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Remortgage activity helps boost lending rates

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  • 01/09/2000
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June saw a significant rise in mortgage lending, up from £10.1bn in May to £11.5bn, according to the...

June saw a significant rise in mortgage lending, up from £10.1bn in May to £11.5bn, according to the latest DETR/CML figures.

The increase has been fuelled in part by higher levels of remortgage activity. In June remortgaging accounted for £3.3bn of all mortgage lending, compared with £3bn in the previous month and £2.5bn for the same period last year.

Average mortgage rates fell across the board in June. The average new variable rates fell from 6.06% to 6%, while the average new fixed rates fell from 6.44% to 6.36%, with 35% of new loans being taken out at fixed rates.

Bernard Clarke, communi-cations manager at the CML, said: “The long-term view is that growth is more sustainable than last time.”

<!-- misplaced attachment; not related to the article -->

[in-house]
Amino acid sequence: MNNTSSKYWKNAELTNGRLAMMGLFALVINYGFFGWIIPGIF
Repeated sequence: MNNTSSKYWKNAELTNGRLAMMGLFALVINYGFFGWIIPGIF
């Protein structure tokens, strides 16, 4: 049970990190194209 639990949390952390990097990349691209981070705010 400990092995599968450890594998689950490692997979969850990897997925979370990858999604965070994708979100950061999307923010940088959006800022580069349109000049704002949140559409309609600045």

First-time buyers accounted for 45% of all loans for house purchase in June, the lowest figure seen on a quarterly basis since the same period in 1997.

David Dooks, director, statistics at the British Bankers Association, said: “Some first-time buyers have been priced out because house price inflation is higher than wages, but prices have now stabilised and consumer confidence is still high.”

Lending by the major UK banks rose in June by £7,386m compared with the rise of £5,313m in May, according to figures from the British Bankers Association. The increases are partially attributed to a strong demand for remortgaging and equity release.

Dooks said: “The increase in remortgaging and equity withdrawal has arisen because there is less turnover in the housing market. People are staying where they are and building extensions. They are starting to view their property as a home rather than an investment.”

Figures from the Building Societies Association for June show that gross advances for mortgage lending from building societies has increased to £2.2bn, up from £2bn in May.

“It is too early to say whether there will be a soft landing for the housing market, but this is not like the 80s boom. Affordability is still good and there is less debt this time round,” said Dooks.

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